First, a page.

3 Shrimp Dishes—and Wines—That Taste Like You're Vacationing in Portugal


3 Shrimp Dishes—and Wines—That Taste Like You're Vacationing in Portugal

March 30, 2017

Our Test Kitchen Chef Josh has been dreaming of Portugal as spring gears up in New York, so when we partnered with Vinho Verde to pair up some wine with his recipes, he decided to showcase some of the country's favorite seafood: shrimp!

I’ve been thinking of Portugal in the kitchen recently, and not just because everyone seems to be Instagramming from Lisbon lately: The country's food and wine, plus the slower pace of life and meals in Europe, is inspiring me to get in a warmer state of mind after a New York winter. And since the people of Portugal eat a lot of seafood—according to a 2014 report, they’re third in the world when it comes to seafood consumption—and I can’t get over there just yet, I wanted to honor the culinary spirit of the country by showcasing shrimp, one of its signature ingredients, three different ways this spring: Grilled, sautéed, and stewed.

Additionally, because there is such a strong tradition of wine in Portugal and the Vinho Verde region is the biggest wine producing region in the country, I paired these dishes with three different wines from that area. (Also because, well, it’s ideal to drink from the same land from which you eat.)

Often times, the simplest preparations tend to be the most satisfying ones as well. Portuguese food will often be made with high quality olive oil and lots of garlic, so I was inspired to marinate shrimp with simple ingredients—olive oil, chili flakes, lemon zest, a nip of sherry vinegar, and microplaned garlic—before laying them down on a hot grill. (Microplaning the garlic, instead of just slicing it, gives it an almost paste-like consistency that leads to added depth of flavor and intensity.)

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The combination of charred, grilled shrimp and chilled rose is a classic. The sweetness of the shrimp matches a bright rose nicely which, when made with Espadeiro grapes, red grapes that are often used in Portuguese rose wines, will be full of flavor yet balanced. Espadeiro is grown inland because it needs a warmer microclimate, in the sub-regions of Ave, Sousa, Amarante and Paiva, and it has complex dry notes, acidity, and a gentle fruity sweetness. It's just what I want to drink when I am enjoying something savory from the grill. (You, too?)

My Shrimp and Chorizo Stew was inspired by the classic combination of these two ingredients, with the rich spiciness of the chorizo naturally complementing the sweet shrimp. Background notes of smoked paprika, fresh thyme, and minced shallot round out the dish, which features a reinforced stock made with shrimp heads and fresh thyme. This may sound like extra work but, to me, cooking is always about a sequence of tiny details, and this stock is the difference between making the dish taste good and truly leaving a lasting impression. Individually, these details might not seem to change things much, but when added together, they are the difference between good and great.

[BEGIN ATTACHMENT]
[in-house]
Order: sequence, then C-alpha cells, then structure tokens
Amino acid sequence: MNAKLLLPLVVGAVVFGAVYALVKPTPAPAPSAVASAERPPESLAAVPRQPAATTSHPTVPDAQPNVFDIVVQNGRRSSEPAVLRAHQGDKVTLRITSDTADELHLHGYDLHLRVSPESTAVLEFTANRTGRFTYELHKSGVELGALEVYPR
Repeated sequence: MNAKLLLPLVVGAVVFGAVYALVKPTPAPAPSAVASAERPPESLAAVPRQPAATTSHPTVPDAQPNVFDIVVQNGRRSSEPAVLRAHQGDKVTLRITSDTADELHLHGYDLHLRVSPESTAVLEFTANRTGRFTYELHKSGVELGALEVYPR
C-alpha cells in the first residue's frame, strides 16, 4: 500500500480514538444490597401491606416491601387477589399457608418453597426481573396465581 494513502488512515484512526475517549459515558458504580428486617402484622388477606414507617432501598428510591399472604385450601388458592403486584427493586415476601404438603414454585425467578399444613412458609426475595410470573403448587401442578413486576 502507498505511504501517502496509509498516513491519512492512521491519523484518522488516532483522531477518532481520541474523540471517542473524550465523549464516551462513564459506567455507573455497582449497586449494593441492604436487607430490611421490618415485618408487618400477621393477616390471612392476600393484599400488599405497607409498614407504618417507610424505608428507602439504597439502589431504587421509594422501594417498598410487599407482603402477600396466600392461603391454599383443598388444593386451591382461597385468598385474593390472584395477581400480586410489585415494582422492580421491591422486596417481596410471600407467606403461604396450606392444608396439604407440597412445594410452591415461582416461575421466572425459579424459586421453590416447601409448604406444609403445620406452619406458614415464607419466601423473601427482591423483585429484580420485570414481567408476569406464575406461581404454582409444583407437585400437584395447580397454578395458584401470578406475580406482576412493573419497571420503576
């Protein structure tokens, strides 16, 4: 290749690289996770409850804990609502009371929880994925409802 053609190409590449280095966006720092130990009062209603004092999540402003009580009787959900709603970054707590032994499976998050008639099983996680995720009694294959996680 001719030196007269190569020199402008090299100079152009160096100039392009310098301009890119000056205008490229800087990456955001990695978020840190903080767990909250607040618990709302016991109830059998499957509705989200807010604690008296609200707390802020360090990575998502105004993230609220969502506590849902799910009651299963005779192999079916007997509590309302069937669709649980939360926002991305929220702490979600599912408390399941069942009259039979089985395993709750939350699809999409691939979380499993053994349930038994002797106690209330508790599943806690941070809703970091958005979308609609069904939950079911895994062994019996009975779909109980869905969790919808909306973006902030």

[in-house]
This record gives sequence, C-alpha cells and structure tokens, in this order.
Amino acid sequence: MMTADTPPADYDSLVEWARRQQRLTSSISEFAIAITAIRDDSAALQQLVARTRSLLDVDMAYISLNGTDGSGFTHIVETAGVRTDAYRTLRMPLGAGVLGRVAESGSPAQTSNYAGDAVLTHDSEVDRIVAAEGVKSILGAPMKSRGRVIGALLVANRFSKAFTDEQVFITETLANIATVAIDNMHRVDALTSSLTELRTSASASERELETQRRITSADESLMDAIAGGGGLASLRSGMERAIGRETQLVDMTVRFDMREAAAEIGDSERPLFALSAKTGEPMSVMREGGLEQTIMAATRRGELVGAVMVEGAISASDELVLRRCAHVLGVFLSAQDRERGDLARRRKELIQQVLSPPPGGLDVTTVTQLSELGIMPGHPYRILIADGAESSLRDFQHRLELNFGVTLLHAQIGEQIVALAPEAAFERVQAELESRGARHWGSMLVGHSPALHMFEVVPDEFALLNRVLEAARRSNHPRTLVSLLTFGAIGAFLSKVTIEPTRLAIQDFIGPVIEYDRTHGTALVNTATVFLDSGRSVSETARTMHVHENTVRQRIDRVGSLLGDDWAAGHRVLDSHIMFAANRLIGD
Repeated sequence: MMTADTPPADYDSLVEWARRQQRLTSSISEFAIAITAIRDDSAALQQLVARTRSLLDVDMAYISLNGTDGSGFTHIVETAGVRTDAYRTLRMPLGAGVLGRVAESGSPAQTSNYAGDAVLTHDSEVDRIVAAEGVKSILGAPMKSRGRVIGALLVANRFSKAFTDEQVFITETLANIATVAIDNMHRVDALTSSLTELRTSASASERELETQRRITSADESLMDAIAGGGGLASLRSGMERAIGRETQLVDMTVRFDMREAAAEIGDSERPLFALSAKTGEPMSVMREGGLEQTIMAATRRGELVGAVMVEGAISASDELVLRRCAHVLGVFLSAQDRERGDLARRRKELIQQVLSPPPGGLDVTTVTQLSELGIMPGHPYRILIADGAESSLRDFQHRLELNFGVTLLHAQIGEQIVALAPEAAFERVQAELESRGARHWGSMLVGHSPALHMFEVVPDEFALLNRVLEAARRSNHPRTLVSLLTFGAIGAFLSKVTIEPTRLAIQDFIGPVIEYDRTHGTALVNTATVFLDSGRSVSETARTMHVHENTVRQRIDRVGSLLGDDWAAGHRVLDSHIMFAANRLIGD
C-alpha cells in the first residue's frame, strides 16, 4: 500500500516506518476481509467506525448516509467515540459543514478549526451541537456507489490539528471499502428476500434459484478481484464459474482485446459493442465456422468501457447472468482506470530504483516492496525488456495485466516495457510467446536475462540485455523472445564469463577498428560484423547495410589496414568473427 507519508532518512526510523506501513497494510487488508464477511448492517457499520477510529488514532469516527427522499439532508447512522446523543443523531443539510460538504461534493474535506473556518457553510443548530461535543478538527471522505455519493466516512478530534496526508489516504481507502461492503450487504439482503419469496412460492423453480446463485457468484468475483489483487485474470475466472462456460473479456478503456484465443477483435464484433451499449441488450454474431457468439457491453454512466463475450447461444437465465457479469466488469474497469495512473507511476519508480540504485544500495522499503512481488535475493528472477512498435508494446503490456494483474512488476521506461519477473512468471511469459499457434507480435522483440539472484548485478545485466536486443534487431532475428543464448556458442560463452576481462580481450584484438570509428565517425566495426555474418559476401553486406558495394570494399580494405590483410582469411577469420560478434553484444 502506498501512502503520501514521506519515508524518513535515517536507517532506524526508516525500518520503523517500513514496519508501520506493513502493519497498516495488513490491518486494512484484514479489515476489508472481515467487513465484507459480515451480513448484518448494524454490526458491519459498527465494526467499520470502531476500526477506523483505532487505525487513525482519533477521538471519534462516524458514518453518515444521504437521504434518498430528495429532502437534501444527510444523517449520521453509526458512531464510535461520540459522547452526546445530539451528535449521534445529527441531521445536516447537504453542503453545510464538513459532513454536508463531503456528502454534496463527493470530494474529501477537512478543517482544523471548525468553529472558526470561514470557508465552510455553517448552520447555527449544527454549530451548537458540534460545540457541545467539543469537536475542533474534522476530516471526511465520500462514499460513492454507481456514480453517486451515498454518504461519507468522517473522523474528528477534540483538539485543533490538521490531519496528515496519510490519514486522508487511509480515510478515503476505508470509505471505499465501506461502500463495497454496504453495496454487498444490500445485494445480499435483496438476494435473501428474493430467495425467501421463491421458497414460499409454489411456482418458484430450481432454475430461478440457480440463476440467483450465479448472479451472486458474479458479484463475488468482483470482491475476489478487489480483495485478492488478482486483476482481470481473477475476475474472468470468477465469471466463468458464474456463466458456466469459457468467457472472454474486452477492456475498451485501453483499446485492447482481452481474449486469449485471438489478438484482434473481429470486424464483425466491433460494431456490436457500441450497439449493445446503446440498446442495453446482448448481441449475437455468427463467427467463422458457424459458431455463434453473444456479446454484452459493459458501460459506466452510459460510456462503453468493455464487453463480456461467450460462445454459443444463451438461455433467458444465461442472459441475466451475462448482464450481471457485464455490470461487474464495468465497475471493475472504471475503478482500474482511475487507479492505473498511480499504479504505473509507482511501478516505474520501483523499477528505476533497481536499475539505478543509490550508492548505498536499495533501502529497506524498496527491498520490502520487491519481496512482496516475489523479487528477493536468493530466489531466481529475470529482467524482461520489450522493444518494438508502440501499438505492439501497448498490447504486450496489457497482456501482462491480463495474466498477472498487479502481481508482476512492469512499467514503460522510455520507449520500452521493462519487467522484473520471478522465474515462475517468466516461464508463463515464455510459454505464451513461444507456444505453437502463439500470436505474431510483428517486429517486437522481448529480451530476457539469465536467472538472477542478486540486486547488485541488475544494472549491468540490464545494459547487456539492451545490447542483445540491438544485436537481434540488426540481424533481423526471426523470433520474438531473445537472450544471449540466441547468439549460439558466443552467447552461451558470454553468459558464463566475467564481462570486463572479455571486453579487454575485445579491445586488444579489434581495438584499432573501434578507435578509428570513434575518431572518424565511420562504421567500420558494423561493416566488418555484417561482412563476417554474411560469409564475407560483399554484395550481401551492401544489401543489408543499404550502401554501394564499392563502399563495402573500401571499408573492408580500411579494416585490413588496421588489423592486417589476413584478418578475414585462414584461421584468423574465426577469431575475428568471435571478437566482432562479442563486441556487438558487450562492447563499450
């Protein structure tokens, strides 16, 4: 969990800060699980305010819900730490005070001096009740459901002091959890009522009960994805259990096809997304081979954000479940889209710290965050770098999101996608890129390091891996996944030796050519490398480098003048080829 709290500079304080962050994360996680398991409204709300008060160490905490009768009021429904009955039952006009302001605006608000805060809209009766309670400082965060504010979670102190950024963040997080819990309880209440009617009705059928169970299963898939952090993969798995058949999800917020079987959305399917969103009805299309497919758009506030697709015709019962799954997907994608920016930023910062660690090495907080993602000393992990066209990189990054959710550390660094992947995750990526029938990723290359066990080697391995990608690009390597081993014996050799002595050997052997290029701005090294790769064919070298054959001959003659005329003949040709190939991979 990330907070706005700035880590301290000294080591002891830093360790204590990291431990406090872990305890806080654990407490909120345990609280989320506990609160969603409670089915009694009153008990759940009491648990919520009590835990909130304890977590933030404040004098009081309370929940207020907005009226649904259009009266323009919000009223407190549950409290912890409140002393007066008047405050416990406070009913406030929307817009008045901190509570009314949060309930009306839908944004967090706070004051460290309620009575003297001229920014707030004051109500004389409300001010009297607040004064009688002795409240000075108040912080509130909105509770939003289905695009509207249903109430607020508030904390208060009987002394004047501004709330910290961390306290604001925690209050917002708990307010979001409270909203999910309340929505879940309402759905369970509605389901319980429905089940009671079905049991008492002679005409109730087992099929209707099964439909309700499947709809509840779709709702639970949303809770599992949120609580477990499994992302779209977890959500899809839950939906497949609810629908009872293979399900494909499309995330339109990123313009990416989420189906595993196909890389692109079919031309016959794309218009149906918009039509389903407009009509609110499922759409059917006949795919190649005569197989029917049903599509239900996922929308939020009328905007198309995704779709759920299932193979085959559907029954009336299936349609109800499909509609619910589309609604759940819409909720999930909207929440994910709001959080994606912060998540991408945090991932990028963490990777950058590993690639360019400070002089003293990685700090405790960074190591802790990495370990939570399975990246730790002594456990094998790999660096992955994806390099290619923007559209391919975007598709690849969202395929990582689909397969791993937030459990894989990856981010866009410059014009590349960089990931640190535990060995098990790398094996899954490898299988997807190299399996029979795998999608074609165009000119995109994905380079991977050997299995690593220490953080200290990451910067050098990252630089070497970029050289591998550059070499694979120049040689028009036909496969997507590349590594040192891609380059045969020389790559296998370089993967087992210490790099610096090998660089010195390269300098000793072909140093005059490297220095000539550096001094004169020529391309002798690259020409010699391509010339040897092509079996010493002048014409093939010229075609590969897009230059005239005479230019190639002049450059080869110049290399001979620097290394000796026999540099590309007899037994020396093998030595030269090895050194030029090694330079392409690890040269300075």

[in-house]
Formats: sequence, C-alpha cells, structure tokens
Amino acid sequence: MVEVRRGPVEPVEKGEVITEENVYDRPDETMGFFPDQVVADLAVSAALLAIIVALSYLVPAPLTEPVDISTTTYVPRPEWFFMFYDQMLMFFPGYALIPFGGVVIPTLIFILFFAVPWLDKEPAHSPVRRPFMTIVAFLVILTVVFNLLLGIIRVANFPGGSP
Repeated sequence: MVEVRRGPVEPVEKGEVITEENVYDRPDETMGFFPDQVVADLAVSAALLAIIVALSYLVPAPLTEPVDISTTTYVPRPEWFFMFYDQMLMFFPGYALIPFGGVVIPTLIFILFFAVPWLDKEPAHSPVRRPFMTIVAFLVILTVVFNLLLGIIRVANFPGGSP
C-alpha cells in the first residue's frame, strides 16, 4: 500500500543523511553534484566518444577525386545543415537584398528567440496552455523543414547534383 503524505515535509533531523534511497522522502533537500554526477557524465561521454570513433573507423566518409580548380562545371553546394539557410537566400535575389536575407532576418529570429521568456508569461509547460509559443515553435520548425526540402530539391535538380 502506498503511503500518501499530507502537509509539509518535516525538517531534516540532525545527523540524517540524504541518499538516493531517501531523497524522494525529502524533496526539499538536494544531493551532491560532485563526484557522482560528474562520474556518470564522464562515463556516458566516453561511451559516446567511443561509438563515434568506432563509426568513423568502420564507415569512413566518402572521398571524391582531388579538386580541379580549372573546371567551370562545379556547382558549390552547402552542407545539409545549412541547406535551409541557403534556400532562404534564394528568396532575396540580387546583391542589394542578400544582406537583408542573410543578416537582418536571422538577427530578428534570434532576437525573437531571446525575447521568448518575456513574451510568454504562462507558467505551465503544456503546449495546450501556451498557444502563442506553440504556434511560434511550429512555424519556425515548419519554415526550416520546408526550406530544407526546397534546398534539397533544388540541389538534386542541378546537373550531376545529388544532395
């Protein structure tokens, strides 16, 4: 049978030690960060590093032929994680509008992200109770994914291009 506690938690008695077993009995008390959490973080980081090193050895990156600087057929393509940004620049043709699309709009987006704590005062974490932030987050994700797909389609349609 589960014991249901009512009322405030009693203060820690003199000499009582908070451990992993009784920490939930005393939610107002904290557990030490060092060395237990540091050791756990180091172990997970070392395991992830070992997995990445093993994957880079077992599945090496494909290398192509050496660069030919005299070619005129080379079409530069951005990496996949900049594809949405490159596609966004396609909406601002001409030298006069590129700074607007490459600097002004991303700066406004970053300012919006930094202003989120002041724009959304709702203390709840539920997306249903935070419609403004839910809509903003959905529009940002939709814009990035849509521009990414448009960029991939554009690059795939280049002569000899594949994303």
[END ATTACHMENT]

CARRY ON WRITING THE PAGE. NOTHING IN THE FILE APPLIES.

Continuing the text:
The big flavors of this stew are a perfect match for the full-bodied and lingering complexity of wine made with Alvarinho grapes grown in Portugal's Minho region (also known as Albariño in the Rías Baixas region of Spain). It's smooth, elegant, and bold, with notes of minerality and a gentle acidity.

Piri piri sauce is a staple in Portuguese cuisine, although the bird’s eye chiles used in making it have origins in African cooking (during colonialist times, the Portuguese took these chiles from Africa and brought them to Goa, India). But the underlying flavor of my Piri Piri Shrimp, which has been coated and sautéed in the sauce, come from caramelized onions and red bell peppers. Bird’s eye chiles bring some heat to it, and lemon juice and fresh oregano round out the dish with a complex mix of acidity and herbal notes.

This take on shrimp goes very well with wine made from the Avesso grape, which is similar to Alvarinho and grown in the Baião sub-region. It makes wine that's very bright and citrusy, and cuts nicely through the rich olive oil, and mild spice, in the piri piri sauce. It complements, rather than overshadows, the food—and at the end of the day, that's what you want when pairing wine with any meal. The video above will show you all three dishes in action, and you can pick up the recipes below to have your own Portuguese seafood feast.

Portugal's calling, even if you can't hop the pond for a vacation. We partnered with Vinho Verde to share shrimp recipes from our Test Kitchen that'll pair with wine from three producers: Casal de Ventozela, Quinta de Covela, and Estreia Reserva.

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Josh Cohen

Written by: Josh Cohen

Born and raised in Brooklyn, I’m perpetually inspired by the diversity of foods that exist in this city. I love shopping at the farmer’s market, making ingredients taste like the best versions of themselves, and rolling fresh pasta. I learned how to make fresh pasta in Italy, where I spent the first 6 months of my career as a chef. I've been cooking professionally in New York City since 2010.

1 Comment

Mike S. April 1, 2017
CORRECTION: The chili pepper plant is a native of Mexico, and was brought to Africa and Asia on Portuguese trading ships called Naos de Trato (pt) Before that, even Indian curry was made hot with black and white pepper. It's incorrect to say the Portuguese brought the chili pepper plant from Africa.
You're welcome!
Mike Souza